When it was time to decide which parent to go with, I picked my dad. He was, after all, a manly man around women. I had observed him keeping women off on many occasions. Women loved to put their hand on my father’s chest and feel the Pendleton shirts he wore. They would say, “Oh Dan, I love that shirt.” Why they felt the need to rub their hand on his chest was beyond me. I eventually figured it out that they were flirting with him. He was a likable guy, and he just had a way about him; people were easily drawn to him. I don’t know if Mom was jealous or not. They would fight every time they would drink—not about women, just about the fact that one or both of them had too much to drink.
After the divorce, my dad married a woman from a nearby town. She was nice to me and I called her “Mom” after a short period of time. Dad was very happy again but not for long. He lost his job and couldn’t find work, not even in the mines. He hated the mines. He used to say, “You die from the inside out, day-by-day if you work down there. Promise me you will never work ‘down there’ son.” I promised and did not consider the mines an option from then on.
Dad was hired as a foreman in his profession of core drilling for mineral deposits deep in the earth. Core drilling used to be the only way to find gold, silver, zinc, and the like back in the middle-to-late twentieth century. Great news, dad, or so I thought until I realized this meant that we were moving from my lifelong home of Osburn, Idaho. We would end up moving eight times between three states.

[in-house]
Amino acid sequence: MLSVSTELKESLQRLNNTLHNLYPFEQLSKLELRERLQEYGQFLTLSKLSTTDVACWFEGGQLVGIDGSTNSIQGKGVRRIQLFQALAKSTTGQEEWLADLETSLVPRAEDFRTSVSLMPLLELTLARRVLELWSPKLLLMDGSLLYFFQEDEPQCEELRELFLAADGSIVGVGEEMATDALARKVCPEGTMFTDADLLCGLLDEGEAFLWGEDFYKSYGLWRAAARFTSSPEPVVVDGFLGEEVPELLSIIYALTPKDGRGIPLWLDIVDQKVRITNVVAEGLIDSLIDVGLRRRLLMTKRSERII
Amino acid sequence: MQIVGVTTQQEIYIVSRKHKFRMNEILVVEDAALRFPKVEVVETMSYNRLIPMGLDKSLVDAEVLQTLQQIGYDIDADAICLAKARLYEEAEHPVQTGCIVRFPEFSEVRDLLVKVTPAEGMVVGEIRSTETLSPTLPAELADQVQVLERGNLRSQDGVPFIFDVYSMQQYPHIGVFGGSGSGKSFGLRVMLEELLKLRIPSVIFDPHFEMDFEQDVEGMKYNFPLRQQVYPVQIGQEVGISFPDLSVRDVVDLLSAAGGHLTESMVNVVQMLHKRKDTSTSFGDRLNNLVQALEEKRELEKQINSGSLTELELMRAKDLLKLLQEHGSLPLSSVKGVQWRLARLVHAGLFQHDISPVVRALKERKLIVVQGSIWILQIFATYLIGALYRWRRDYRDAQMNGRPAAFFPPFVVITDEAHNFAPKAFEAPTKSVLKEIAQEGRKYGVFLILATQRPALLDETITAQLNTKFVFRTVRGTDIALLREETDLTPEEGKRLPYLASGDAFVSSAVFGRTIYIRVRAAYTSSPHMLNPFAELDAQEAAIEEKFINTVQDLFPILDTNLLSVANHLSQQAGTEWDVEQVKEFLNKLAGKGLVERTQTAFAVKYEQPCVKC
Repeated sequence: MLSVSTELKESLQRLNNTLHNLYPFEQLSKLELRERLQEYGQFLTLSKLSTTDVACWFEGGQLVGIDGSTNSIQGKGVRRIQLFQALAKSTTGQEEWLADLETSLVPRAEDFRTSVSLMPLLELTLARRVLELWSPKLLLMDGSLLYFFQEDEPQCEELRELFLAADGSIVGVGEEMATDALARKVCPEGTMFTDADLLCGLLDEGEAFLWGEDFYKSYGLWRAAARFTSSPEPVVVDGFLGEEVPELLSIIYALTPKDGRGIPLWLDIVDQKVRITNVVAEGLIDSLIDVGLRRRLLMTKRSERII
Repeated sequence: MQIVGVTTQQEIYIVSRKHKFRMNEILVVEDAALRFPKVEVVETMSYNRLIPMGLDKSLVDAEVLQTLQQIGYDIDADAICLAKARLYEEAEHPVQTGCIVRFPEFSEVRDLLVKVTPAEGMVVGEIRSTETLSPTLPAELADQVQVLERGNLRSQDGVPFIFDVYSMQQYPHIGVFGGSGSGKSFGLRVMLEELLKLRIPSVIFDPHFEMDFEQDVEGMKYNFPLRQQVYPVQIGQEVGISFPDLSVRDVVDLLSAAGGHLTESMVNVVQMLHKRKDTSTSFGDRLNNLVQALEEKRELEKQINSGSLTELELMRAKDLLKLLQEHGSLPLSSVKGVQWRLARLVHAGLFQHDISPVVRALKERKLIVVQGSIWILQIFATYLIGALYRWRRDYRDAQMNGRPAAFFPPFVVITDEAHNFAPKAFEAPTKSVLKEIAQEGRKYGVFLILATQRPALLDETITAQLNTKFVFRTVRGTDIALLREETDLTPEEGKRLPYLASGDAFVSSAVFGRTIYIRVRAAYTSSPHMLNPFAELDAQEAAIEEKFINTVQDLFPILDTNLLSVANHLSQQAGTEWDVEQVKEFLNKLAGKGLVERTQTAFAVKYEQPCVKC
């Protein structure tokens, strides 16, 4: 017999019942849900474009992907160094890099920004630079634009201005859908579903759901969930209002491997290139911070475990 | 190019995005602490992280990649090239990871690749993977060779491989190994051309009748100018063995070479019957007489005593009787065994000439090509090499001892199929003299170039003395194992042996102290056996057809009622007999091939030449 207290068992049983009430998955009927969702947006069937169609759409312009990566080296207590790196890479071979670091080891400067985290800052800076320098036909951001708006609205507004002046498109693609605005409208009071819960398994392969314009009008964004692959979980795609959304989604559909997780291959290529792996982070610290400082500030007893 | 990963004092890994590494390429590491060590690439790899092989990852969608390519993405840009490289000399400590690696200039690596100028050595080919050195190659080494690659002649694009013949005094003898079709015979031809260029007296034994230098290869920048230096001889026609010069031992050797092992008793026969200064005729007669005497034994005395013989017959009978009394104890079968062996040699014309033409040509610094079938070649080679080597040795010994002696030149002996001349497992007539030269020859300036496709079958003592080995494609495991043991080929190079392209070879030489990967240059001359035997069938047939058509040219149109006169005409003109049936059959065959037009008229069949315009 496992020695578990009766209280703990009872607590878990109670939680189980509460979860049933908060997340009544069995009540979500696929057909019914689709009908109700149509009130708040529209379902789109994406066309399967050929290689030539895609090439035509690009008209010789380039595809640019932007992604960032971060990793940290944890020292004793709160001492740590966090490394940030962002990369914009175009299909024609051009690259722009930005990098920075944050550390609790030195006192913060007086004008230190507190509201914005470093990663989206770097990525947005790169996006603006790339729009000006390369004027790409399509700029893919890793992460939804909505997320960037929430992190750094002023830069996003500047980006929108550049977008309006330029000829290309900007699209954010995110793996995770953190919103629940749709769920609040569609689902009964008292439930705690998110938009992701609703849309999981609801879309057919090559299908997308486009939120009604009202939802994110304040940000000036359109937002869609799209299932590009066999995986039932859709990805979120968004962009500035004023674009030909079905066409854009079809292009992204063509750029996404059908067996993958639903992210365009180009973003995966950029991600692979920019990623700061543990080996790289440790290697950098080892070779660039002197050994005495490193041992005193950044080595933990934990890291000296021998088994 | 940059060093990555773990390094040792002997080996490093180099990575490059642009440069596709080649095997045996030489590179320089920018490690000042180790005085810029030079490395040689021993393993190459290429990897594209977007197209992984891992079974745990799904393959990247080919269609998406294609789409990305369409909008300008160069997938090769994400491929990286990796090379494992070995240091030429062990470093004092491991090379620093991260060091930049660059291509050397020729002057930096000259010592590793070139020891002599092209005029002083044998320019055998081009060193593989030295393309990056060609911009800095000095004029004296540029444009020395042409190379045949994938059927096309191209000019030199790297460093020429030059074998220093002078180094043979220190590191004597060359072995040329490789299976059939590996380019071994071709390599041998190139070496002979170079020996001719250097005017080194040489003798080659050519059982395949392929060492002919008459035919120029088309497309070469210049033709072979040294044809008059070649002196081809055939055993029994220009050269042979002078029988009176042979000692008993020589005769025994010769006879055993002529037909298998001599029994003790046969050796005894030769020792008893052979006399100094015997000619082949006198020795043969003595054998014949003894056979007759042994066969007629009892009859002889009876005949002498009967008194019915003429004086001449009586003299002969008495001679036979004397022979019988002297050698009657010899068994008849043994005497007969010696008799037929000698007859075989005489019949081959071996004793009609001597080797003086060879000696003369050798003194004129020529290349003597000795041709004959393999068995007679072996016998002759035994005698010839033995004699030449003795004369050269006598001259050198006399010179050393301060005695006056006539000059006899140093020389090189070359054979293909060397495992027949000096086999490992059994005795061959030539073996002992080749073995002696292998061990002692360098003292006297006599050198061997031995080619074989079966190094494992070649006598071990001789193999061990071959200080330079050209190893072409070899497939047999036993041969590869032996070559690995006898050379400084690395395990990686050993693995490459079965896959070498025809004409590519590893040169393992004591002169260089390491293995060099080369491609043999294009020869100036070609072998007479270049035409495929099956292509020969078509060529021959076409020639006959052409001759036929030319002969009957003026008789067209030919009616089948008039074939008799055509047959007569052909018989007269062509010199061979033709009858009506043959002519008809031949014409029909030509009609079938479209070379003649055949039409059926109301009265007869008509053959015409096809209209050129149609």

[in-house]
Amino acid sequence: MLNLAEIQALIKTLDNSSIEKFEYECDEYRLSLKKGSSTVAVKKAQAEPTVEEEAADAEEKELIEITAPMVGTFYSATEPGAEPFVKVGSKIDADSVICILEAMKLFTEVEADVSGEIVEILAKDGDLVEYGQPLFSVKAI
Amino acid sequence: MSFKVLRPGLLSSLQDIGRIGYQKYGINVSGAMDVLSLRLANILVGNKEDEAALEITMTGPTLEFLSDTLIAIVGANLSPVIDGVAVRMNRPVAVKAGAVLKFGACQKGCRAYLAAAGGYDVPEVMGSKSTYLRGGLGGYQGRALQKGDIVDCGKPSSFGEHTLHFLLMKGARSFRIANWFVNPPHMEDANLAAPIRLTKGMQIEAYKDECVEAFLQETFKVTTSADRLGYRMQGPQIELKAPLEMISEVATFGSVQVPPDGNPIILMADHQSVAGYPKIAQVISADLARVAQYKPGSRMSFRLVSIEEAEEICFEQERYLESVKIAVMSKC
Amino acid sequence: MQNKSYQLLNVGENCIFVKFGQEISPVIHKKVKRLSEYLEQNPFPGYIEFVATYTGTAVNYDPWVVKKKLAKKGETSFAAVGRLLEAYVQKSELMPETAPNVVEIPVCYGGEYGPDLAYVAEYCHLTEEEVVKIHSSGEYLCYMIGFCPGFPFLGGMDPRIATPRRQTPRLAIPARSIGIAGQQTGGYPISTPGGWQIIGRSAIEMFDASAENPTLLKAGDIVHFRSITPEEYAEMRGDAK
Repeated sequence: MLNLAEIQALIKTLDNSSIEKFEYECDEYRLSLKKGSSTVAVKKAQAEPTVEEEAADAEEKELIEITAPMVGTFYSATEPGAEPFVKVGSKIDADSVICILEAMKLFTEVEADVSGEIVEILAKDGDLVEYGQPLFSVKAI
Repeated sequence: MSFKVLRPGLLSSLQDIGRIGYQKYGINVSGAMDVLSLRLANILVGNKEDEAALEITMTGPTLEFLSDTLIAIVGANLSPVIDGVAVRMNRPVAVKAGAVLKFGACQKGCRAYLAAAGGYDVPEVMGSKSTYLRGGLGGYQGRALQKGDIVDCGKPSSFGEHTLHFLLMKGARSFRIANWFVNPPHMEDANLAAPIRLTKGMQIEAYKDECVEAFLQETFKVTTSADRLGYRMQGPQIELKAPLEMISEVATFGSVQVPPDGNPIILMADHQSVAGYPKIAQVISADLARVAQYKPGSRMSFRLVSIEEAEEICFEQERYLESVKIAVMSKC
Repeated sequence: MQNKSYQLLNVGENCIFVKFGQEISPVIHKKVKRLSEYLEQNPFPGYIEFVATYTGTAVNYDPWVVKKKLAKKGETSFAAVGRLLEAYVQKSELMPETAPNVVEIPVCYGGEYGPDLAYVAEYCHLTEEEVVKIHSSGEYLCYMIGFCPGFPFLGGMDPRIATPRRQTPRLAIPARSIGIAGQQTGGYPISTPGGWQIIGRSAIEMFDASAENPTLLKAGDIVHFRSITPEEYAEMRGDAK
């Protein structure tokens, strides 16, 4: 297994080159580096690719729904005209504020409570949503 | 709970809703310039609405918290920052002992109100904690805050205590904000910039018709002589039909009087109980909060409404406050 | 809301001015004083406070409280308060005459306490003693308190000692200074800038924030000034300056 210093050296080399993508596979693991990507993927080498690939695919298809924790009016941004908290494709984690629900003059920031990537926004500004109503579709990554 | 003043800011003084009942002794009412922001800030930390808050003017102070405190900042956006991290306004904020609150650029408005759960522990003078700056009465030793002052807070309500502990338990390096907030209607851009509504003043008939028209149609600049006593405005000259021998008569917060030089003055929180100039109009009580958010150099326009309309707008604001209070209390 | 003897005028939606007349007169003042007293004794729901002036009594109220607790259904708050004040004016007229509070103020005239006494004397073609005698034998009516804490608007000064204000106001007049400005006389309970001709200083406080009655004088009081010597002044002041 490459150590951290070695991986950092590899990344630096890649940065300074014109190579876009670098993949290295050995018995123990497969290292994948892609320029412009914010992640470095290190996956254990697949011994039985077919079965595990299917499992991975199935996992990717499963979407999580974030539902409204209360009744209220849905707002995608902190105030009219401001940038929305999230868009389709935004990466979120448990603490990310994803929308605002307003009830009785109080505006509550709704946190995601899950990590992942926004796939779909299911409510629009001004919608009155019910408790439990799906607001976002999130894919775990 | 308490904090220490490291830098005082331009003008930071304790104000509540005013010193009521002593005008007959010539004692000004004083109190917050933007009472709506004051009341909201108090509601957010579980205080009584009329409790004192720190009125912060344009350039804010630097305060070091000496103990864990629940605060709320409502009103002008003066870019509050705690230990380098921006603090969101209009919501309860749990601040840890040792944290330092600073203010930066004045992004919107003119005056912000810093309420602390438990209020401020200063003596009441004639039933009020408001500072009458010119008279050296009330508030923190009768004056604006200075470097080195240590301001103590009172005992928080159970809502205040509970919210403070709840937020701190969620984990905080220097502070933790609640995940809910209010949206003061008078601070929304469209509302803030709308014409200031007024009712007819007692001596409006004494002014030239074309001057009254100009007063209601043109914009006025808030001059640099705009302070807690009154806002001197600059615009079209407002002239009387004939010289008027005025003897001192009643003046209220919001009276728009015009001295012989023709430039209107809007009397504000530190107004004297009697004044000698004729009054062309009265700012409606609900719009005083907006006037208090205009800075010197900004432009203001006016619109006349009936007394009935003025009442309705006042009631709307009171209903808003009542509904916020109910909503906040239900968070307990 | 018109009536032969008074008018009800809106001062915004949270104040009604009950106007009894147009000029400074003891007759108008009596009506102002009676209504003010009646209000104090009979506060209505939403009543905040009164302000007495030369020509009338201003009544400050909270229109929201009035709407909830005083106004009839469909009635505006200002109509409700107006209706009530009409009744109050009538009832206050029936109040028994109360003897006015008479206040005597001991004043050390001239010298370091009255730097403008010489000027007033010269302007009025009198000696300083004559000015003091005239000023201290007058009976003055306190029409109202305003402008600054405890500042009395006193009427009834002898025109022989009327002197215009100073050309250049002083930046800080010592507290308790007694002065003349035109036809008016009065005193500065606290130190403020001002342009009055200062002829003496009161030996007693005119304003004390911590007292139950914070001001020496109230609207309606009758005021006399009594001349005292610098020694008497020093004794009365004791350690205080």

I wanted to quit high school and join the Navy before my senior year. My dad said it was okay with him even though he wanted me to graduate. He had only attended school until it was legal for him to quit, which, in the 1940’s, was age thirteen. Dad and I went to visit military recruiting offices. We discovered that every branch of the military required a high school diploma except the Marines. I did not want to be a Marine so I went back to school and promised my dad that I would graduate for him.
Dad had a weak heart and had his first heart attack when I was in grade school. He had fought back from heart attacks over a period of nine years. Finally, the eleventh attack took him. Dad passed away on November 11, 1970, at the beginning of my senior year—a black day for me, a black day for sure. My step-mom, who now was no longer related to me, moved us back home to Osburn. I kept my promise to dad and got my diploma.
I joined the Navy right after graduation and left for boot camp in August of that year. This was a decision that I’m sure saved my life because I had been headed for trouble hanging around with the wrong crowd.
When I make a decision to do something, I give it my all so I rose through the ranks in the Navy very quickly. I always took the challenging assignments as part of my advancement strategy. I liked being my own boss and took the jobs where I would be in charge. I made sure that I was the most knowledgeable in each of my positions. Everyone would seek my council regularly. That’s the way it was in high school as well. They used to call me doc.
By the time I was 24 years old, I was 2 years away from earning the rank of Chief. I was on a ship in the Mediterranean Sea off the coast of Italy when I received the news that my mother had died. I hadn’t seen her or spoken to her since my parents’ divorce. I instantly regretted that decision. I broke down crying in my boss’s office. I was married and had a little girl who didn’t know her grandmother. My wife, at the time, and I had recently made a decision to contact my mother and invite her to come to stay with us for awhile. That decision made the news of losing my mother unbearable on so many levels.
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